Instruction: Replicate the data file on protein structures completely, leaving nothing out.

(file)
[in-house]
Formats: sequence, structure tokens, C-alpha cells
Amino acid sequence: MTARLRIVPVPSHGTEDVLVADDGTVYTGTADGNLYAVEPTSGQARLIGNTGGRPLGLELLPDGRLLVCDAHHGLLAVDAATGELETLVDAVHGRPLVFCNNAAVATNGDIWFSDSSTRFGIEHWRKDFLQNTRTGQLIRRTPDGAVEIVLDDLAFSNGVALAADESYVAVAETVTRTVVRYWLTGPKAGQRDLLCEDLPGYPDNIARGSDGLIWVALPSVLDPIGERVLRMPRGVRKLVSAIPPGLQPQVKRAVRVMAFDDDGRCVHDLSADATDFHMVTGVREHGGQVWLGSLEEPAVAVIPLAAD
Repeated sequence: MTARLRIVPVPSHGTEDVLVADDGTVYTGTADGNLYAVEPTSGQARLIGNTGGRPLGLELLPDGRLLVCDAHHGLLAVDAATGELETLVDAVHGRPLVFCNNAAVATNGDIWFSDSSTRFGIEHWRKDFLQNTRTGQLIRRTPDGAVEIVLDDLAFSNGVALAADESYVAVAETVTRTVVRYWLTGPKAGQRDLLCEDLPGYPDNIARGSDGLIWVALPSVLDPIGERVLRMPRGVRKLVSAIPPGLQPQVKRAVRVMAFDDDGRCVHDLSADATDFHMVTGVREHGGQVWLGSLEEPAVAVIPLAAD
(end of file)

[in-house]
Formats: sequence, structure tokens, C-alpha cells
Amino acid sequence: MTARLRIVPVPSHGTEDVLVADDGTVYTGTADGNLYAVEPTSGQARLIGNTGGRPLGLELLPDGRLLVCDAHHGLLAVDAATGELETLVDAVHGRPLVFCNNAAVATNGDIWFSDSSTRFGIEHWRKDFLQNTRTGQLIRRTPDGAVEIVLDDLAFSNGVALAADESYVAVAETVTRTVVRYWLTGPKAGQRDLLCEDLPGYPDNIARGSDGLIWVALPSVLDPIGERVLRMPRGVRKLVSAIPPGLQPQVKRAVRVMAFDDDGRCVHDLSADATDFHMVTGVREHGGQVWLGSLEEPAVAVIPLAAD
Repeated sequence: MTARLRIVPVPSHGTEDVLVADDGTVYTGTADGNLYAVEPTSGQARLIGNTGGRPLGLELLPDGRLLVCDAHHGLLAVDAATGELETLVDAVHGRPLVFCNNAAVATNGDIWFSDSSTRFGIEHWRKDFLQNTRTGQLIRRTPDGAVEIVLDDLAFSNGVALAADESYVAVAETVTRTVVRYWLTGPKAGQRDLLCEDLPGYPDNIARGSDGLIWVALPSVLDPIGERVLRMPRGVRKLVSAIPPGLQPQVKRAVRVMAFDDDGRCVHDLSADATDFHMVTGVREHGGQVWLGSLEEPAVAVIPLAAD